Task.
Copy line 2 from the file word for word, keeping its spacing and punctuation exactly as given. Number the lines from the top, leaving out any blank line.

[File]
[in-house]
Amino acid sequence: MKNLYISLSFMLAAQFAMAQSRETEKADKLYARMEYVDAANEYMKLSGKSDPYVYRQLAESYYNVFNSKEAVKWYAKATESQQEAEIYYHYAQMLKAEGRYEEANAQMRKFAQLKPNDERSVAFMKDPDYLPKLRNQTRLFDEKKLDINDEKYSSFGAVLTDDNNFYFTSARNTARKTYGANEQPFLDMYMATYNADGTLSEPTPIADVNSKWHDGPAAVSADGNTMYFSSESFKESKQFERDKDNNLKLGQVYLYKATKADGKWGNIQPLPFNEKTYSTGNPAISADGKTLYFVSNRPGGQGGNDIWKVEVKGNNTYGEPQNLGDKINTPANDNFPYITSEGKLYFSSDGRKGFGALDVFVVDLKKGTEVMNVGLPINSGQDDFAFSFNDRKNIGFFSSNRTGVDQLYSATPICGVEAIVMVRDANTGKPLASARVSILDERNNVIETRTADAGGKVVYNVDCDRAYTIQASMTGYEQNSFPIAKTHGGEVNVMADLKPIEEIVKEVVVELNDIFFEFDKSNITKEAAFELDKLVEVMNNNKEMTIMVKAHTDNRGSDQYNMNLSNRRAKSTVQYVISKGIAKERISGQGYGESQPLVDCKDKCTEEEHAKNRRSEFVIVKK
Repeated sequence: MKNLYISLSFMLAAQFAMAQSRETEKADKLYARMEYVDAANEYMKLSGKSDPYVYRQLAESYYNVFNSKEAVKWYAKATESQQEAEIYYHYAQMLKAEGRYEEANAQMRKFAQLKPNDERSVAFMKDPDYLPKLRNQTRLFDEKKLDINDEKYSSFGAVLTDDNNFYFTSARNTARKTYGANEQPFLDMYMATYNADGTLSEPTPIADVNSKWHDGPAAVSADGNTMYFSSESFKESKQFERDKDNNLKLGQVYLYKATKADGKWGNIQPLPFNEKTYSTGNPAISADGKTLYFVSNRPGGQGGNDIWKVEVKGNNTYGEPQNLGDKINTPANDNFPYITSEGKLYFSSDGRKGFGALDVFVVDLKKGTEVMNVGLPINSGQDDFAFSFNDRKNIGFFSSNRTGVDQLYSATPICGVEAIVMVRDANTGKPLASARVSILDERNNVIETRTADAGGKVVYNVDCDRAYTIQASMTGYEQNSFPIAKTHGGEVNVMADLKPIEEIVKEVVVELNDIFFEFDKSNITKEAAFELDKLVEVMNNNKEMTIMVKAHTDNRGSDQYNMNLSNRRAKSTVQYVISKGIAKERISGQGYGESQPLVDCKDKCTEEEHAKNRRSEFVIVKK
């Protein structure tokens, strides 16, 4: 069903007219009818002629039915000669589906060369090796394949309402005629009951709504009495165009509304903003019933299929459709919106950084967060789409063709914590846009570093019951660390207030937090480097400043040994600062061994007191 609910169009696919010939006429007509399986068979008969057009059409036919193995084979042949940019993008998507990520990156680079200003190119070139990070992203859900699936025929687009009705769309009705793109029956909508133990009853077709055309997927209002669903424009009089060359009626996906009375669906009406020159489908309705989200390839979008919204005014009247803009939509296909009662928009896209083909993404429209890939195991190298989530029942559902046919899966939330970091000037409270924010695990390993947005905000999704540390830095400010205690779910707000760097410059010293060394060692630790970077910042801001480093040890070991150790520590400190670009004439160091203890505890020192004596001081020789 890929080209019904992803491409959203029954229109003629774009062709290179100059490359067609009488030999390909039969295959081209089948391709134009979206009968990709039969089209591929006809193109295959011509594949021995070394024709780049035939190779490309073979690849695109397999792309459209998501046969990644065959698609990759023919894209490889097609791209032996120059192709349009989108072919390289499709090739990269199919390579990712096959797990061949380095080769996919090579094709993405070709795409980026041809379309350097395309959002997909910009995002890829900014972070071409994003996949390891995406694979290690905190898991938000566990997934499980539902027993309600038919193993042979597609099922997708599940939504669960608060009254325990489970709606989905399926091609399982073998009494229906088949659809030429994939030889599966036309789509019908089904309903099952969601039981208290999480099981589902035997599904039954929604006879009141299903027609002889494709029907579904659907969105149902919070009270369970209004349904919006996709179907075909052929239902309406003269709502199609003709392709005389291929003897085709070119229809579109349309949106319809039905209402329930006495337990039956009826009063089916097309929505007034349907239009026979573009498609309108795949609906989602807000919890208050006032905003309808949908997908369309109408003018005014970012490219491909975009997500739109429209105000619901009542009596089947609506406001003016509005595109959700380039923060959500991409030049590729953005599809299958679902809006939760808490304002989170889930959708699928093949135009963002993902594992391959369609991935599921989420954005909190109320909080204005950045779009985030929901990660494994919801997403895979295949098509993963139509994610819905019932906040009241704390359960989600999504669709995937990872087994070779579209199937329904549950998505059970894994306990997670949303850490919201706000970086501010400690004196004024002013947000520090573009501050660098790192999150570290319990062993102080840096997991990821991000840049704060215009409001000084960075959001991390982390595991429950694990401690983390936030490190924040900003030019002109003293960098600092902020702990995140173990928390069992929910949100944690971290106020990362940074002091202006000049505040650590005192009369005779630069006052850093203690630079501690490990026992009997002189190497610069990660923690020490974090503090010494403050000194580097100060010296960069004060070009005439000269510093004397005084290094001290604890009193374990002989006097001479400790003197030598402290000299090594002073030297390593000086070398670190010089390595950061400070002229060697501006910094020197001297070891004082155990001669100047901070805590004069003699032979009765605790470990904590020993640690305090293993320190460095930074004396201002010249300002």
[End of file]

Amino acid sequence: MKNLYISLSFMLAAQFAMAQSRETEKADKLYARMEYVDAANEYMKLSGKSDPYVYRQLAESYYNVFNSKEAVKWYAKATESQQEAEIYYHYAQMLKAEGRYEEANAQMRKFAQLKPNDERSVAFMKDPDYLPKLRNQTRLFDEKKLDINDEKYSSFGAVLTDDNNFYFTSARNTARKTYGANEQPFLDMYMATYNADGTLSEPTPIADVNSKWHDGPAAVSADGNTMYFSSESFKESKQFERDKDNNLKLGQVYLYKATKADGKWGNIQPLPFNEKTYSTGNPAISADGKTLYFVSNRPGGQGGNDIWKVEVKGNNTYGEPQNLGDKINTPANDNFPYITSEGKLYFSSDGRKGFGALDVFVVDLKKGTEVMNVGLPINSGQDDFAFSFNDRKNIGFFSSNRTGVDQLYSATPICGVEAIVMVRDANTGKPLASARVSILDERNNVIETRTADAGGKVVYNVDCDRAYTIQASMTGYEQNSFPIAKTHGGEVNVMADLKPIEEIVKEVVVELNDIFFEFDKSNITKEAAFELDKLVEVMNNNKEMTIMVKAHTDNRGSDQYNMNLSNRRAKSTVQYVISKGIAKERISGQGYGESQPLVDCKDKCTEEEHAKNRRSEFVIVKK